The following account of Mawlana Jalaluddin Rumi’s first night of dhikr-e samâ’ has been adapted from the novel “The Forty Rules of Love”, by Turkish author Elif Shafak.
There are those who say that dancing is sacrilege. They think Allah gave us music—not only the music we make with our voices and instruments but the music underlying all forms of life, and then He forbade our listening to it.
Don’t they see that the entire universe is singing?
Life itself moves with a rhythm—the pumping of the heart, the flapping of a bird’s wing, the howling wind on a stormy night, a blacksmith working iron, the sounds of the womb surrounding an unborn babe… Everything partakes, passionately and spontaneously, in one magnificent melody. The dance of the whirling dervishes is a link in that perpetual chain. Just as a drop from the sea holds within it the secret of the entire ocean, our dance both reflects and shrouds the secrets of the cosmos.
Shams of Tabriz in The Forty Rules of Love
Konya, June 1246
Hours before the performance, Mawlana Jalaluddin Rumi and Shams retreated into a quiet room to meditate. The six dervishes who were going to whirl in the evening joined them. Together they performed their ablutions and prayed the evening prayer. Then they donned their costumes.
Earlier they had talked at great length about what the proper attire should be and had chosen simple fabric and colors of the earth. The honey-colored hat symbolized the tombstone, the long white skirt the shroud, and the black cloak the grave. The dhikr-e samâ’ projects how Sufis discard the entire Self, like shedding a piece of old skin. Before leaving the hall for the stage, Mawlana recited a poem:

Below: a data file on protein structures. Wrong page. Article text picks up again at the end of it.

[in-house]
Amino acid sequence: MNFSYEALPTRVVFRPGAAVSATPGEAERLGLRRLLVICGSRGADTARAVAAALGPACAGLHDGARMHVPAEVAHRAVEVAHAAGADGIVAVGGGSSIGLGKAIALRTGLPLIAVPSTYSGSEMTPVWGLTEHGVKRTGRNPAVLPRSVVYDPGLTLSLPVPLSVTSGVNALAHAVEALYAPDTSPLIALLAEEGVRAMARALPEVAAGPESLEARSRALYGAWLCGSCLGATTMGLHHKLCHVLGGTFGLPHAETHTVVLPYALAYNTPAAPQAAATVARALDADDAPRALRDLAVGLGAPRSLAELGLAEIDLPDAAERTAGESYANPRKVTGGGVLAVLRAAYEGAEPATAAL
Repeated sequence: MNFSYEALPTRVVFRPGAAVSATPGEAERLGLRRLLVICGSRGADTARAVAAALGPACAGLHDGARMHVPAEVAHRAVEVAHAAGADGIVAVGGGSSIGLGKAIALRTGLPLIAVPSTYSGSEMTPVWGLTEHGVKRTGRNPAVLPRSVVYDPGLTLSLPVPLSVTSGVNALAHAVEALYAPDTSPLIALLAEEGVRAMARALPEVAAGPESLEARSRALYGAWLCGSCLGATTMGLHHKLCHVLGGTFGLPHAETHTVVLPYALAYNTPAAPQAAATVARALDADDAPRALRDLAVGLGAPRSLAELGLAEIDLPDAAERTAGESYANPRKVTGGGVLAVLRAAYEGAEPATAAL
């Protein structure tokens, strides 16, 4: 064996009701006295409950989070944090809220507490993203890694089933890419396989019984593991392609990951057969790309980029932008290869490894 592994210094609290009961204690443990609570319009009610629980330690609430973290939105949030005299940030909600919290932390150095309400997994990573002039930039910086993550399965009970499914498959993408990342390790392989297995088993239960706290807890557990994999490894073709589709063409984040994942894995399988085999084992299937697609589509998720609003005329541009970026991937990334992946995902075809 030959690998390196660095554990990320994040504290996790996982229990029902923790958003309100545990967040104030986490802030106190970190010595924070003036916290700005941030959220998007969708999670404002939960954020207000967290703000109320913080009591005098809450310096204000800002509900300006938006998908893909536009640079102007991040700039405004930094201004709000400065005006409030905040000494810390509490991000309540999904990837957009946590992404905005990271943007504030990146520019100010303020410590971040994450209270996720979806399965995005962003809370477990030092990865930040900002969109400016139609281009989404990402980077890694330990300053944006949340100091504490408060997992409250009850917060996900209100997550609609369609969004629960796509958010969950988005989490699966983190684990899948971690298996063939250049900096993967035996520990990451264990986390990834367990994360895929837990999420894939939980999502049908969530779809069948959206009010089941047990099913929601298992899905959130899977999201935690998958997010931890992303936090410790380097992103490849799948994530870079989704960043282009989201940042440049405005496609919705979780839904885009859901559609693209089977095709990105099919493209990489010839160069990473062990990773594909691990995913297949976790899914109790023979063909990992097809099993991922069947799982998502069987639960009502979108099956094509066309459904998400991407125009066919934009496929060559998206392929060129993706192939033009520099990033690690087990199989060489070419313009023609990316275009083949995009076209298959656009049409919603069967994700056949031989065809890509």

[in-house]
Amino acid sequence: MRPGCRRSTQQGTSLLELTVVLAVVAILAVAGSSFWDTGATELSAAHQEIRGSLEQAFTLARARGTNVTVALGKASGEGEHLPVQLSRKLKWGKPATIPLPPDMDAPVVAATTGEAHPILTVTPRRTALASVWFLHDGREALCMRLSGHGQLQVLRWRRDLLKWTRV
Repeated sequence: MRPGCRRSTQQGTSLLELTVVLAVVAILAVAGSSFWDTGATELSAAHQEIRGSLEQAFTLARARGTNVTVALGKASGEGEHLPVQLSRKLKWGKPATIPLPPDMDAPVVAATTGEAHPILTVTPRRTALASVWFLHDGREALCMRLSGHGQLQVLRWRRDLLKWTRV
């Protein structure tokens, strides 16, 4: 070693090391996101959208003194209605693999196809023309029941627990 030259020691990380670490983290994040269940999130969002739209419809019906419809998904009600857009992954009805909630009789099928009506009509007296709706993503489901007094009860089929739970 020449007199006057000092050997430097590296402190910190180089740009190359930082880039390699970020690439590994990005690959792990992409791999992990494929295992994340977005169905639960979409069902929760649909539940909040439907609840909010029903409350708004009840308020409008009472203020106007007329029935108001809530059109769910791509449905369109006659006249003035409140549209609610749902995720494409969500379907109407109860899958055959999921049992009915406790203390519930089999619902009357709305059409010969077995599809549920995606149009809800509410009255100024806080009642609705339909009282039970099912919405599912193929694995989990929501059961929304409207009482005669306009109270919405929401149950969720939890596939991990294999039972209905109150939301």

The gnostic has escaped from the five senses
And the six directions and makes you aware of what is beyond them.
Pensively, Mawlana’s son, Sultan Walad, recalls the evening:
“Beauty is in the eye of the beholder,” Shams kept saying. “Everybody will watch the same dance, but each will see it differently. So why worry? Some will like it, some won’t.”
Yet on the evening of the dhikr-e samâ’, I told Shams I was worried that nobody would show up.
“Don’t worry,” he said forcefully. “The towns’ people might not like me, they might not even be fond of your father anymore, but they cannot possibly ignore us. Their curiosity will bring them here.”
And just so, the night of the dhikr, I found the open-air hall packed. There were merchants, blacksmiths, carpenters, peasants, stone-cutters, dye makers, medicine vendors, guild masters, clerks, potters, bakers, mourners, soothsayers, rat catchers, perfume sellers—even Sheikh Yasin had come with a group of students. Women were sitting in the rear. I was relieved to see the sovereign Kaykhusraw sitting with his advisers in the front row. That a man of such a high rank supported my father would keep tongues quiet. It took a long time for the members of the audience to settle down, and even after they had, the noise inside didn’t fully subside and there remained a murmur of heated gossip. In my itch to sit next to someone who would not speak ill of Shams, I sat next to Suleiman the Drunk. The man reeked of wine, but I didn’t mind.